Writes Frank Bruni, beginning his NYT column, which proceeds to tell us about a psychology professor who blames the culture and is in the business of fixing the culture. The military uses him to teach and advise on the prevention of sexual violence, so it's in his economic interest to promote the theory that it's the culture and not the innate biology. On the other hand, even if a tendency toward violence is inborn, we demand that people overcome destructive urges and channel their energy in a positive way.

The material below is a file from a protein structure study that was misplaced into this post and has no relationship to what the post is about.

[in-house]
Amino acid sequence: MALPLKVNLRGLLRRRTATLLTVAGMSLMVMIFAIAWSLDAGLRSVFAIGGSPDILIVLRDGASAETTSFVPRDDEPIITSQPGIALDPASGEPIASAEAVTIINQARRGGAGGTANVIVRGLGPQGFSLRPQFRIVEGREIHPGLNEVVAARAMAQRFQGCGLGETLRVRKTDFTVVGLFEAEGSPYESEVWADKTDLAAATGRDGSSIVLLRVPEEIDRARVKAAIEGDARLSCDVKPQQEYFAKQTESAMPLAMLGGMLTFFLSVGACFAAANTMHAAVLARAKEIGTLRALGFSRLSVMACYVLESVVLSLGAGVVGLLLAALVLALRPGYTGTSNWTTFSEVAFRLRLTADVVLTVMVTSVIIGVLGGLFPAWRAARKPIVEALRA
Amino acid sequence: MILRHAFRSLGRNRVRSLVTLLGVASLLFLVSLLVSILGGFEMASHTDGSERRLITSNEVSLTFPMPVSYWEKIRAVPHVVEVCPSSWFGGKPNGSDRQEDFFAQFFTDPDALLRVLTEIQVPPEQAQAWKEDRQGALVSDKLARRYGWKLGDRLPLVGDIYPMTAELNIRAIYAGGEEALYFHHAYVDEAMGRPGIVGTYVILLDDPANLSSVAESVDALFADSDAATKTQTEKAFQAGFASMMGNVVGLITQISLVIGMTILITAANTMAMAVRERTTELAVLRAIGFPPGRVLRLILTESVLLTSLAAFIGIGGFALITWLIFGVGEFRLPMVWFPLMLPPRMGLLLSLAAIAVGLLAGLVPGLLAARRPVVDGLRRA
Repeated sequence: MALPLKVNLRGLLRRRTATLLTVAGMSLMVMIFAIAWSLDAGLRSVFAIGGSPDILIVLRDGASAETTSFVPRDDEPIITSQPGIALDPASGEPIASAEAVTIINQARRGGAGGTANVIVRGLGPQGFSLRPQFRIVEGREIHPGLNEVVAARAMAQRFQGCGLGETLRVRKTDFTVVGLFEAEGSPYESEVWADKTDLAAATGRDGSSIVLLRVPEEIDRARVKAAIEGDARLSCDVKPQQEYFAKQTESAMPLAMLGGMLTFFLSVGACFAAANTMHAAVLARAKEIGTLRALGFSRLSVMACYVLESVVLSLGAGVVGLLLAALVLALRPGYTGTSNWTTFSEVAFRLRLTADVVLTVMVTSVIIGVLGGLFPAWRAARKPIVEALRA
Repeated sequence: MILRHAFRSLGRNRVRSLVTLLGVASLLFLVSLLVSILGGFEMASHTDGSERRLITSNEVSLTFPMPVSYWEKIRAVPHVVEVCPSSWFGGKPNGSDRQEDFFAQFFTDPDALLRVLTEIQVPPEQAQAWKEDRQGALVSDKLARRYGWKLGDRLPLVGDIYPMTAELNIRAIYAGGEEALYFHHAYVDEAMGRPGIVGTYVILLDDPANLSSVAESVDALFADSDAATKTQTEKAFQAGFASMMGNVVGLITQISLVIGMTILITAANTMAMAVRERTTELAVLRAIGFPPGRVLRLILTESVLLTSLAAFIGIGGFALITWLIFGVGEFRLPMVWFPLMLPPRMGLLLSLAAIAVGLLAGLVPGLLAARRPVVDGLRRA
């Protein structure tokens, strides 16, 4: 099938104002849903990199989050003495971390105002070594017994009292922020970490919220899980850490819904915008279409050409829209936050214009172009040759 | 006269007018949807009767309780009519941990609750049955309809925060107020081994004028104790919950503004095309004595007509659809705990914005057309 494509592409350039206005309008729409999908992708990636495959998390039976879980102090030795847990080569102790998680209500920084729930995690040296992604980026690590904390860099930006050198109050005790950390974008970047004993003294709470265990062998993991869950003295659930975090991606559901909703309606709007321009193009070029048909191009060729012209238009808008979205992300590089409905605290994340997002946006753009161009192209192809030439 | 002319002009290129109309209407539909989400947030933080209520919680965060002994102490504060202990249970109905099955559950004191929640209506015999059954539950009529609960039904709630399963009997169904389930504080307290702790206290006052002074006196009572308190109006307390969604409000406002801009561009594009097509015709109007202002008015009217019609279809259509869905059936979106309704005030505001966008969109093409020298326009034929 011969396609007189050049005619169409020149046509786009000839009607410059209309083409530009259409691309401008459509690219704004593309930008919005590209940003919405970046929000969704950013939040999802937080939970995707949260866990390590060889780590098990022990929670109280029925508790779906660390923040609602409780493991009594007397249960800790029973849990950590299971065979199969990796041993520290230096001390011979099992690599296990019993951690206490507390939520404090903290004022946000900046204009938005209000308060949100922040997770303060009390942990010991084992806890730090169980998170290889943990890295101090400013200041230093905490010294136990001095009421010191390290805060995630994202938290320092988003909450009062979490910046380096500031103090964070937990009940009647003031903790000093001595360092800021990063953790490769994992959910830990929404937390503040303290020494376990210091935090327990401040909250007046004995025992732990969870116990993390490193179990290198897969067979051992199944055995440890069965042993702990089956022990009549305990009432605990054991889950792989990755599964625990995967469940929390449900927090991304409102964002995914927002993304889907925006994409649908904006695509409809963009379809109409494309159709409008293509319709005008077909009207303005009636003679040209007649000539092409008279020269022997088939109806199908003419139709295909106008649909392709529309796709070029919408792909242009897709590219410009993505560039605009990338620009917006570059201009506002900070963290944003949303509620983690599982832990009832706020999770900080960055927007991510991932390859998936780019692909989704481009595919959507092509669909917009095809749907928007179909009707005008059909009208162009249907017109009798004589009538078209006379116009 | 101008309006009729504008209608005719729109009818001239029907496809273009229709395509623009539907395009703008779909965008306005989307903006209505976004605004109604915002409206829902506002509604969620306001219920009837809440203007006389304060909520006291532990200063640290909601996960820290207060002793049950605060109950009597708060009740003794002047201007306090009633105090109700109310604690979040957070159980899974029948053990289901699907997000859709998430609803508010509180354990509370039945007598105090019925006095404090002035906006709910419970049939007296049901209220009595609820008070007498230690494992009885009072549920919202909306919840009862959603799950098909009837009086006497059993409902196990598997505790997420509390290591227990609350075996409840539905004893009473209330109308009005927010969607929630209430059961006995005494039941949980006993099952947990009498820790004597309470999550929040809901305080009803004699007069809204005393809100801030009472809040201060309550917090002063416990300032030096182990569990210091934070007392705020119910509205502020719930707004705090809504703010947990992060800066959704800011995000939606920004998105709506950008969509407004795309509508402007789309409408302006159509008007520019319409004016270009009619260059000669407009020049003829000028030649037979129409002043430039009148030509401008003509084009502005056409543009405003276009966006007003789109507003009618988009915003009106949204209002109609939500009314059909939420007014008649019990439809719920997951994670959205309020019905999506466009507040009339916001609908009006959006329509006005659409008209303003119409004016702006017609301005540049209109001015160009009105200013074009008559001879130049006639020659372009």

Reading the line quoted above, what I found myself wondering — darkly wondering? — is whether Bruni should have noted that he is gay and thus not susceptible to the "ineradicable predatory streak" that he imagines leads to the sexual assault of young women. Is it wrong to write something like that about men and not address his own exclusion from the category he's derogating? Maybe. There's added authority in running down one's own kind.
A more serious omission here, however, is that sexual assault in the military happens to men even more than to women. If homosexual encounters are a big part of the problem, then Bruni is protecting his own kind, and the eclipsing of his exclusion from the heterosexual group he insults becomes much more problematic.